Monday, June 11, 2007

Problems with Sweden's Single-Payer System

Sweden is often romanticized by Americans as a model for socialist ideas done correctly. So how does their government-run single-payer system work out in actual practice?

According to this new study by David Hogberg, Ph.D. of the National Center for Public Policy Research, not too well. Like any such system, they control costs by waiting lists and rationing. Here are some excerpts from his paper. (Items in bold are my emphasis):

"Sweden's Single-Payer Health System Provides a Warning to Other Nations", by David Hogberg, Ph.D.

Görann Persson had to wait eight months during 2003 and 2004 for a hip replacement operation. Persson was not considered to be a very pleasant person to begin with, and he became even grumpier due to the pain he endured while waiting for his operation. As a result, Persson walked with a limp, reportedly used strong pain medication and had to reduce his workload.

What made Persson unique was not his wait for hip surgery. Despite the government promise that no one should have to wait more than three months for surgery, 60 percent of hip replacement patients waited longer than three months in 2003 (see Figure 2). Rather, Persson stood out because he was Prime Minister of Sweden at the time. Persson could surely have used his position in the government to gain access to private care, essentially jumping the waiting list. Yet Persson stated that he planned on waiting for his surgery like everyone else.

Whether Prime Minister Persson did this out of benevolent motives is an open question. His party, the Social Democrats, have used the phrase "equal access to health care" to attack the center-right parties on the issue of health care for many years. Persson would have greatly undermined the effectiveness of that attack had he jumped the waiting list.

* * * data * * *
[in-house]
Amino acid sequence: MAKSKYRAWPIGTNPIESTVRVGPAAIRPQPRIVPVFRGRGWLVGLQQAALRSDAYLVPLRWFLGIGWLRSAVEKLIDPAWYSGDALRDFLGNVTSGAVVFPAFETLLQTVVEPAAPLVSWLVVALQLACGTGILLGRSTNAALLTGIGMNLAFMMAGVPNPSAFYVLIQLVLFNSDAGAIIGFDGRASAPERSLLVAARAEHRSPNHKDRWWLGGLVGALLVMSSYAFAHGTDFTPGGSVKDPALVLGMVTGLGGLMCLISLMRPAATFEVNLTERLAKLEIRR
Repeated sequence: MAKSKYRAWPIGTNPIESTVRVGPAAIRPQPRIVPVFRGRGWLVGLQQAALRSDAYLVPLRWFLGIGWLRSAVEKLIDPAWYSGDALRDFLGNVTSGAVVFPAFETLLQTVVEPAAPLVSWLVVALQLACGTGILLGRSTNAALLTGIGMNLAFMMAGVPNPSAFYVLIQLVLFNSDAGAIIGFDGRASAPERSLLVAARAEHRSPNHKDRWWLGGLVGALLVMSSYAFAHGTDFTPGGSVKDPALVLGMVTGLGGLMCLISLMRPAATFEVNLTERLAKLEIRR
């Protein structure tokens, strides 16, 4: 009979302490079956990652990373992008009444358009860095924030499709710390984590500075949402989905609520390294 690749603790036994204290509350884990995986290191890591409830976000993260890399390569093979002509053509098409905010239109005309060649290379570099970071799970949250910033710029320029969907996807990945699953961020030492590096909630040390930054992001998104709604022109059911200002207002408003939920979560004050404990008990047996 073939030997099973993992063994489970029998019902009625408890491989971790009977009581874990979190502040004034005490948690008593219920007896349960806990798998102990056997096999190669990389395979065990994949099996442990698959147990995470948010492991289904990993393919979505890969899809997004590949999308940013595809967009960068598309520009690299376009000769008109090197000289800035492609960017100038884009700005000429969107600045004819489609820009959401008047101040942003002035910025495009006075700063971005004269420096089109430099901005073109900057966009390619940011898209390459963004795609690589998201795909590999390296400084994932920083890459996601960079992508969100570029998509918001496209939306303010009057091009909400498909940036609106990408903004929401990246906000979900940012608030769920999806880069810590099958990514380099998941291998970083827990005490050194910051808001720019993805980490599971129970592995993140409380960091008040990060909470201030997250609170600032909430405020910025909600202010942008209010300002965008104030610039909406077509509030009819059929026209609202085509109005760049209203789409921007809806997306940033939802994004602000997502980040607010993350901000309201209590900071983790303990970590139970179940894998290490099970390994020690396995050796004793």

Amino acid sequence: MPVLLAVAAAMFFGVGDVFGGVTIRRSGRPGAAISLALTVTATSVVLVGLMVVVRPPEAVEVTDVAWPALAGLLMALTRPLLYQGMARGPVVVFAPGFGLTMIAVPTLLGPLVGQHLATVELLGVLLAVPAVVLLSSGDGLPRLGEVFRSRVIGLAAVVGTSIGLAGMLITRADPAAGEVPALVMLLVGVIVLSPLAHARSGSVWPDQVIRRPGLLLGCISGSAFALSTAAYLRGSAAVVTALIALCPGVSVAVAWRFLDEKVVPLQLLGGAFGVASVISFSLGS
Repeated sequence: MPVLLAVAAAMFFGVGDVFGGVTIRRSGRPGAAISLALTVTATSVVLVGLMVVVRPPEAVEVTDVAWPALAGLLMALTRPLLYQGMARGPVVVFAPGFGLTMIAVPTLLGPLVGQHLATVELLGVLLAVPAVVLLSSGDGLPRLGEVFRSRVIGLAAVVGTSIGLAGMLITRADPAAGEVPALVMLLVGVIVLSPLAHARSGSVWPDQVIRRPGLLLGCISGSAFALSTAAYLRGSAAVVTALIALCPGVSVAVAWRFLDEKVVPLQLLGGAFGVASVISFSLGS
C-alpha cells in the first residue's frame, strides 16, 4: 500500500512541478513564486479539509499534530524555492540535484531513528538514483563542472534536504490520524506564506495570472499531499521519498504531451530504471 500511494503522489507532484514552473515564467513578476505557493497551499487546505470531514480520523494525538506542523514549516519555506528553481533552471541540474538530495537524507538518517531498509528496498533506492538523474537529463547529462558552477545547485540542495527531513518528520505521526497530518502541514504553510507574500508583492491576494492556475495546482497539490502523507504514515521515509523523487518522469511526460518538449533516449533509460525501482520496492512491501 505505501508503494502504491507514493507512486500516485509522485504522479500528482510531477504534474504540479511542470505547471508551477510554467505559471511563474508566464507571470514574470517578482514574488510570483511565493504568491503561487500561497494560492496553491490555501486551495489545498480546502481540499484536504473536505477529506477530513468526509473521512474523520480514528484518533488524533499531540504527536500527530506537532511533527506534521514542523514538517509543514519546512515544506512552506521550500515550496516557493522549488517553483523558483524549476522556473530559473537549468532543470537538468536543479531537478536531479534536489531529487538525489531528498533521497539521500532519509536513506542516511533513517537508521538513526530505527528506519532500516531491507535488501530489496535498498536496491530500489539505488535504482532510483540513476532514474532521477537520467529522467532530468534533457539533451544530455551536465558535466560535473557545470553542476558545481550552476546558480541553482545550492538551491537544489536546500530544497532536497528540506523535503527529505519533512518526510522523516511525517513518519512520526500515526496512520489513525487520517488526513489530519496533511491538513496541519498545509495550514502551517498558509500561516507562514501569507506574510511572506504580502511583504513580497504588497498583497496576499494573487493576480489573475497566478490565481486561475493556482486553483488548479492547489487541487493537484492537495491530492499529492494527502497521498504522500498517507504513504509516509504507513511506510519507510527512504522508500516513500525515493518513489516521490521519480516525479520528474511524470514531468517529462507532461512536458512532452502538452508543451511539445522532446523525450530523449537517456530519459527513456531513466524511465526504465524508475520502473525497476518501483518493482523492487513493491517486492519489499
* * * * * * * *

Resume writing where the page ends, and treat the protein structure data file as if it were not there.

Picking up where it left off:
...While rationing may permit the government to save on costs and thereby restrain health care budgets, putting patients on waiting lists is not cost-free. One study that examined over 1,400 Swedes on a waiting list for cataract surgery found that 5.2 million kronas were spent on hospital stays and home health care for patients waiting for surgery. That was the equivalent of what it would have cost to give 800 patients cataract surgery.

A recent study that examined over 5,800 Swedish patients on a wait list for heart surgery found that the long wait has consequences far worse than pain, anxiety or monetary cost. In this study, the median wait time was found to be 55 days. While on the waiting list, 77 patients died. The authors' statistical analysis led them to conclude that the "risk of death increases significantly with waiting time." Another study found a mean wait time of 55 days for heart surgery in Sweden and a similar rate of mortality for those on the waiting list. Finally, a study in the Swedish medical journal Lakartidningen found that reducing waiting times reduced the heart surgery mortality rate from seven percent to just under three percent.

Sweden is one of several nations whose practices offer proof that single-payer health care systems lead to the proliferation of waiting lists. It also shows that waiting lists have adverse and sometimes tragic consequences for patients.


While Sweden is a first world country, its health care system - at least in regards to access - is closer to the third world. Because the health care system is heavily-funded and operated by the government, the system is plagued with waiting lists for surgery. Those waiting lists increase patients' anxiety, pain and risk of death.

Sweden's health care system offers two lessons for the policymakers of the United States. The first is that a single-payer system is not the answer to the problems faced as Americans. Sweden's system does not hold down costs and results in rationing of care. The second lesson is that market-oriented reforms must permit the market to work. Specifically, government should not protect health care providers that fail to provide patients with a quality service from going out of business.

When the United States chooses to reform its health care system, reform should lead to improvement. Reforming along the lines of Sweden would only make our system worse.